The Cavalier Daily
Serving the University Community Since 1890

U.Va.'s oldest rival: Charlottesville?

Ah, yes -- Cavalier athletics, our pride and joy as members of the University community. In our eyes, it is what presents us to the rest of the nation, what portrays the image of Thomas Jefferson's foundation. It is what paints the picture of a Virginia Cavalier.

No wonder we show love for our teams. No wonder we cheer our hearts out and scream at the top of our lungs, hoping to lead our Cavaliers to victory. No wonder we trek the lengths to Scott Stadium, men festooned in shirt and tie and women in dress and heels. No wonder we wait hours at the doors of University Hall, faces painted and bodies adorned in navy blue and that unsightly, blinding shade of orange. Devotion, affection, enthusiasm, fanaticism, you name it -- we have and give it all.

After all, it might as well be the University out there on the courts and fields. Our athletes are warriors in battle, fighting for our name and the right to boast our superiority. In our minds, we are all Cavaliers, trying to uphold our excellence. Here, everyone believes Cavalier athletics is supreme.

But not if you're a townie.

What many of us forget is the existence of a life in Charlottesville outside the University realm, where residents who are not authorized members of the U are forced to suffer the side effects of living in a college town. Some might think these people would be grateful for the nearby presence of Virginia sports. In fact, they are quite the opposite.

"What's that?" you say. "Ungrateful for our teams? Inconceivable!"

Actually, very conceivable, and very real. When it comes to University athletics, most townies are oblivious, indifferent or annoyed. Some are even bitter and scornful. They would rather shop at Food Lion or watch PBS than observe orange and blue scurry up and down and aimlessly around. They would rather listen to NPR or discuss the weather than hear or talk about The Object of Their Disaffection.

Why, might you ask, are they so unconcerned? Why are they so resentful? Having been a townie once before, I might be able to shed some light onto this sinful state.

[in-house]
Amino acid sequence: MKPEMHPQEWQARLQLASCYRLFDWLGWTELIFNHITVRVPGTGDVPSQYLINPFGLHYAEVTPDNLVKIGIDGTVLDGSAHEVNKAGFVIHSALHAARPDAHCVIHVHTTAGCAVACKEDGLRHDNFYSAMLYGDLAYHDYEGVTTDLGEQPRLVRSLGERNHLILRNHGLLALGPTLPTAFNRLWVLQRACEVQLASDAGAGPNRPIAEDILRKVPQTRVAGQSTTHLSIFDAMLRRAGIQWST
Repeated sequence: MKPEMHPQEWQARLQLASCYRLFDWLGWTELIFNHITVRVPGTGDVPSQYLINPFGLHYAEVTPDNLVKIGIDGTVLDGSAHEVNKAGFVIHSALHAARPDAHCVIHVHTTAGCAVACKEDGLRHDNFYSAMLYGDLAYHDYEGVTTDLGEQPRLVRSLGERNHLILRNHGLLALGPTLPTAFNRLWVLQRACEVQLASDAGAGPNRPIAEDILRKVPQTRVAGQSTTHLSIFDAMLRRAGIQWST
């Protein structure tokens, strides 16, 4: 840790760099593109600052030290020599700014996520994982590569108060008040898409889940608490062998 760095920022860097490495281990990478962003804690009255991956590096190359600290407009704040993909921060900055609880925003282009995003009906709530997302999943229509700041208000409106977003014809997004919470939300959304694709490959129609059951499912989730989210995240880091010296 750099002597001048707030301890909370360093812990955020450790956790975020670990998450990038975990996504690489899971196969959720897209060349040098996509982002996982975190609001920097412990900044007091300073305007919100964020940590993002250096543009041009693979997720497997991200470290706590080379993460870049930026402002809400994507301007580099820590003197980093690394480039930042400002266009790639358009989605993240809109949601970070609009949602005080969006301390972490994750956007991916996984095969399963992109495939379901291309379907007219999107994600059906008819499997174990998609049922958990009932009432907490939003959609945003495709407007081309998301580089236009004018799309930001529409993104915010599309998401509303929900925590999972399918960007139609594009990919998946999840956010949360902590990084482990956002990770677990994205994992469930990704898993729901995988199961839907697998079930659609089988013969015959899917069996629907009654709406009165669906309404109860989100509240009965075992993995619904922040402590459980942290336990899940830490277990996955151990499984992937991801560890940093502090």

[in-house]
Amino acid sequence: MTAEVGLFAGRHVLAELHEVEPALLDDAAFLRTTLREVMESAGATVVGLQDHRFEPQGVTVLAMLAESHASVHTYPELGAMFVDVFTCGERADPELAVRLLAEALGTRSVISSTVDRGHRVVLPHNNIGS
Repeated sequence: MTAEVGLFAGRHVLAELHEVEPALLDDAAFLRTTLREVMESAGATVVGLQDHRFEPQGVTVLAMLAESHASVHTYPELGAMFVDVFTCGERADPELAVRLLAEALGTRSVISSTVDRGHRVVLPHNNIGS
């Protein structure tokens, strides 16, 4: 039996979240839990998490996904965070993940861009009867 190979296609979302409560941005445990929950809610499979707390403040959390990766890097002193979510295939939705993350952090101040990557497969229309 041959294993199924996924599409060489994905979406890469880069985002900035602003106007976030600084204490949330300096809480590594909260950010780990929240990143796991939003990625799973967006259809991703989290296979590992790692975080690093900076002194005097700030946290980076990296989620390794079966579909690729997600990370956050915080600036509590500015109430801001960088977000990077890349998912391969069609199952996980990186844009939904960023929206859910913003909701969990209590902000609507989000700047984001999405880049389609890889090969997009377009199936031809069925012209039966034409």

Living as an independent in a college town is more complicated than you might think. As a townie, one has to endure and sustain many consequences and instances that we as University members see as tradition, but townies view as irritation.

Let's say you, a townie living north of Charlottesville, have to run to the grocery store to pick up a bottle of ranch dressing for the salad your family's having for lunch today. When you near Route 29 and see southbound vehicles backed up to what it seems like Culpeper, you come to the dreaded realization: that absurd football or basketball game against God-knows-who is, of all days, today. So, what began as a 15-minute trip to Kroger becomes a 2-hour wait through insane traffic in your claustrophobic car.

This is why we might see townies frequently checking the season's athletic schedules. You would think they were actually interested in our sports, but don't let that deceive. They only want to know which days to confine themselves in their homes or someplace far, far away.

If by chance, however, a townie accidentally finds himself on Alderman Road during hell-fire, it is not an incessant line of vehicles that will aggravate him. Instead, he will moan and groan at those idiots overdressed for a moronic football game for which he has to stop every five seconds to let cross the street. First of all, why don't they just watch the thing on TV where they can actually see? Second of all, why are they so ridiculously dressed up knowing they will be trudging through gravel and dirt and jumping wildly in the air? Third of all, why don't I just run them over?

But wait, you say. Don't some townies watch our games? Of course. You might also want to notice that either 1) the townie has the word "ALUMNUS" stamped on his forehead, or 2) the game being watched involves Florida State in football or Duke in basketball. Bitter townies will seize any attempt they can get to smirk and prove their point.

Naturally, they believe it's all foolishness and a big waste. Who cares about the University's excellence? Who cares about the fatuous tradition? Who cares about Cavalier athletics? We care, of course; but we are, by choice, a part of the University's domain.

Townies, however, just want to rest in peace.